Introducing The Week in Trust: a weekly look at the world through trust-related eyes.
Part news-roundup, part mind-stretching and whimsical, part commentary that didn’t have enough zip to make it into the blog, but which needs saying.
Big Story Department.
Regulation has got to be the story this week. Regulation, at least to my schizophrenic view of things, represents the failure of capitalism to regulate itself. I believe that business is a higher calling, and that it ought to be capable of long-term self-interested thinking. But you couldn’t prove that by recent history.
According to the Wall Street Journal, Wednesday’s announcement represented “the most sweeping reorganization of financial-market supervision since the 1930s.”
Bruce Carton’s most excellent Securities Docket explains in not-that-complicated language why the WSJ is not being hyperbolic. Credit cards, exotic derivatives, small banks, private equity, hedge funds, insurance—not to mention more energy behind enforcement. It’s all coming down the pike.
And it’s not just the finance sector. Let’s not forget (hey it was way back at the beginning of the week) that the US Food and Drug Administration (FDA to those who can read alphabet soup) will be regulating tobacco. That was a long time in the making, and a milestone of sorts.
Why such a sudden glut of regulation? On some level sure, it’s the Democrats. But Democrats can’t just regulate for the heck of it, and not all of them want to anyway.
I contend it is, as I stated above, a failure of self-regulation. Whether it’s mortgage brokers or CFPs or regional airlines or credit card companies, what precedes regulation is a mountain of self-justifying rhetoric, aimed at short-term benefit of market players against consumers: ironically, thus harming the industry long term.
But enough about regulation, it’s Friday. Let’s raise our sights.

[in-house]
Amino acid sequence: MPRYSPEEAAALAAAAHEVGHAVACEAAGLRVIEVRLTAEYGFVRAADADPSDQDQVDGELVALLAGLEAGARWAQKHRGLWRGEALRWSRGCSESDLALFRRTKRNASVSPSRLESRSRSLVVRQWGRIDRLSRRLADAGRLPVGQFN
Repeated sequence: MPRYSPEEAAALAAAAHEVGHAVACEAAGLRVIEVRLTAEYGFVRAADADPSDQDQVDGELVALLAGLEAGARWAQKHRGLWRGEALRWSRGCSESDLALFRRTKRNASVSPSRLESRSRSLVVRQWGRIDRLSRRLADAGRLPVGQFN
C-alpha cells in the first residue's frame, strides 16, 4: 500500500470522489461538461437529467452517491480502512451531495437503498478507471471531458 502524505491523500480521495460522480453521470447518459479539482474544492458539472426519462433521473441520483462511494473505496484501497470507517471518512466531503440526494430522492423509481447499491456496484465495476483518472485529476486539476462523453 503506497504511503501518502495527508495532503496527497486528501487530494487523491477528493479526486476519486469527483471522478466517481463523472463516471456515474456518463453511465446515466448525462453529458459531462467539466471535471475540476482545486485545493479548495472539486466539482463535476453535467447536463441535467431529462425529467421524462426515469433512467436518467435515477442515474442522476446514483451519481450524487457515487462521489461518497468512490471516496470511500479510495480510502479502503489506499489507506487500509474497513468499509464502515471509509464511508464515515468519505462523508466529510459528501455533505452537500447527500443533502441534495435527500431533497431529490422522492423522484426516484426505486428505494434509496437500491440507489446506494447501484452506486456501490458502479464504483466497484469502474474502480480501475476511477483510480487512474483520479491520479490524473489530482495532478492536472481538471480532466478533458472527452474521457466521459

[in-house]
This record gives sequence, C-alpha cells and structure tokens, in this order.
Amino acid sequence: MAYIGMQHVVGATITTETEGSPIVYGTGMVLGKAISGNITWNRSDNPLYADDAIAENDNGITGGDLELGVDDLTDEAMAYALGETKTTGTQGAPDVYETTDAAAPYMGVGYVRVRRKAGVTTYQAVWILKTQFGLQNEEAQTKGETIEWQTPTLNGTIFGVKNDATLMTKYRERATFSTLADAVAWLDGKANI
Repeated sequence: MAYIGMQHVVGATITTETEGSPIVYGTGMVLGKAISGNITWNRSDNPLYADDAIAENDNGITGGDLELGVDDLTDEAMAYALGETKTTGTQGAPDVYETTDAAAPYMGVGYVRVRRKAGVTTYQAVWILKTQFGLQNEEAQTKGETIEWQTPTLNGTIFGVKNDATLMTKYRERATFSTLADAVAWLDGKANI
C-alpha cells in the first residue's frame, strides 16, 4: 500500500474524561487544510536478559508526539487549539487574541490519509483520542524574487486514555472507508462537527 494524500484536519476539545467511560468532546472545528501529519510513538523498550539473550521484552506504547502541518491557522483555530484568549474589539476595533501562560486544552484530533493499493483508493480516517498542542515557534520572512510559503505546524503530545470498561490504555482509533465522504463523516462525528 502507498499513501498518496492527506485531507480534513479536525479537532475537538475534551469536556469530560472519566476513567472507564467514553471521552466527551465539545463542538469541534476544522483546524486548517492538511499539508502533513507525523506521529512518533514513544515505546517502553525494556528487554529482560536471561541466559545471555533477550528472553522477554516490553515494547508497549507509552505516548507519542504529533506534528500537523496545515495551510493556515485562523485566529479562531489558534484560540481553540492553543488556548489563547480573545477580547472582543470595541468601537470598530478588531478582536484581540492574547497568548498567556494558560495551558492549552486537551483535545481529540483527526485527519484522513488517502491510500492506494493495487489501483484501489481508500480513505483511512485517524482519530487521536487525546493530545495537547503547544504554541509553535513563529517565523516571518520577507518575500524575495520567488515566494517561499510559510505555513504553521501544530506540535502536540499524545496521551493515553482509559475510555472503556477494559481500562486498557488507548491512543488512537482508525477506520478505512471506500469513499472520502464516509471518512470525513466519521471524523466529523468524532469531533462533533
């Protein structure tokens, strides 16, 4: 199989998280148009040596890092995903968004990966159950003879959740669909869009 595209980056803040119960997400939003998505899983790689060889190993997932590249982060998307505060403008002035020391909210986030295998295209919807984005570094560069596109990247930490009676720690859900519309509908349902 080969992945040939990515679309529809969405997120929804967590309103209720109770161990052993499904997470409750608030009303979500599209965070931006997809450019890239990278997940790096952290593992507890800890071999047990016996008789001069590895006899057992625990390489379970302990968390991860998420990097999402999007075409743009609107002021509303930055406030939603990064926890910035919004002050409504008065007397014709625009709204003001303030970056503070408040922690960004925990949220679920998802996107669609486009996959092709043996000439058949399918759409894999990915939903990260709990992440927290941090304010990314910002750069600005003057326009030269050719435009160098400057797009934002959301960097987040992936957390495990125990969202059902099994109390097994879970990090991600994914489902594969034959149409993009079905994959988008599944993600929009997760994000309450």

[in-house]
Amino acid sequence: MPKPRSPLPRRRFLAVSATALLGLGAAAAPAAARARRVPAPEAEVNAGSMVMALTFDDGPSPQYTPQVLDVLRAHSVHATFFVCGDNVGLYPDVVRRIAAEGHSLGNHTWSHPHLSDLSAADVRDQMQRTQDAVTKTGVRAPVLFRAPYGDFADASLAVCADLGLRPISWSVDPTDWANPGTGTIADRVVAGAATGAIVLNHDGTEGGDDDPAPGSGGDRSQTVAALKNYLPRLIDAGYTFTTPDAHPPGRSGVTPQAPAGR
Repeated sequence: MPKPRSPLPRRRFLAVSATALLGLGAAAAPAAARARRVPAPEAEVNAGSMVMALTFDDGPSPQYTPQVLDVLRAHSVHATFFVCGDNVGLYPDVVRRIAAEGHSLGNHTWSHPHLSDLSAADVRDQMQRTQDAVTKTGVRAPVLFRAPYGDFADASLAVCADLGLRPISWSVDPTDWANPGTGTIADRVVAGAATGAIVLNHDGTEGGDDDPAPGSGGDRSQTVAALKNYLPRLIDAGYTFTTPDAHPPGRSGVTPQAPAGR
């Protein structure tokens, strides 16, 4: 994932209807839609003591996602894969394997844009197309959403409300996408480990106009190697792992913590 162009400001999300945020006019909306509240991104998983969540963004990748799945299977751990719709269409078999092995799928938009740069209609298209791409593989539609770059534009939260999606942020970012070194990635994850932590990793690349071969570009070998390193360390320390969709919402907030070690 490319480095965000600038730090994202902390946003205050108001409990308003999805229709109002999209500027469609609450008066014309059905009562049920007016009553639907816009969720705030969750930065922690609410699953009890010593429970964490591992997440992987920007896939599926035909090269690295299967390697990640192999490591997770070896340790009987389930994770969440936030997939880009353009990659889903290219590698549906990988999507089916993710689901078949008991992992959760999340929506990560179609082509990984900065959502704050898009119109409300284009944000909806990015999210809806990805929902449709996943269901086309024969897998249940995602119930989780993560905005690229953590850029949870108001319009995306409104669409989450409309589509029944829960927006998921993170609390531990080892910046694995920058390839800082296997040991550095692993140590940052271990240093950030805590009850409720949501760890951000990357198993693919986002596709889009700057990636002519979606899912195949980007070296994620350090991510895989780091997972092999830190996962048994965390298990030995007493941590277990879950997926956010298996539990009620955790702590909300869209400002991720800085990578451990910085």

Who Knew Department.
What do you do if you’re a government with an endemic social dishonesty problem? If you’re Indonesia, you open up 7500 ‘honesty cafes,’or food stores where the responsibility of paying the right amount is left to the customer. I don’t know of any larger-scale attempt at testing the old saw that ‘the fastest way to make a man trust you is to trust him.’ Early returns are it’s working great in schools; in government offices, not quite so much.
Hey, it’s the principle behind vaccines—expose them to a little bit of trusting, and they’re inoculated against being untrustworthy. Nothing new to readers of this blog. But way more fun.
Do guns kill people, or – does lack of trust kill them? One of those academic studies that makes you scratch your head a bit; you know there’s some truth there even if it’s cleverly hidden behind the English language.
Trust Angles Department.
It’s one thing when a bucketshop broker or a used car dealer gets accused of being untrustworthy—right or wrong, that’s the price of being stigmatized as low-trust. Ho hum.
But what if you’re known for high trust and you get accused? Ouch. Big Ouch. For example, the Canadian Conference Board. Ouch, I say.
What’s it mean to trust your babysitter? Find out.
You may think trust is down, down, down. After all, that’s the drumbeat du jour. But how many of you are happily using cloud computing? What an act of trust that is. And sometimes, maybe it lets you down. But–have you stopped using it? And what does that say about your level of trust.
Your Opinion Department.
Is he being loyal? Or stupid? You be the judge.
Please give me some feedback: should The Trust Week in Review be a regular Friday feature of TrustMatters? Enquiring minds (ours) want to know.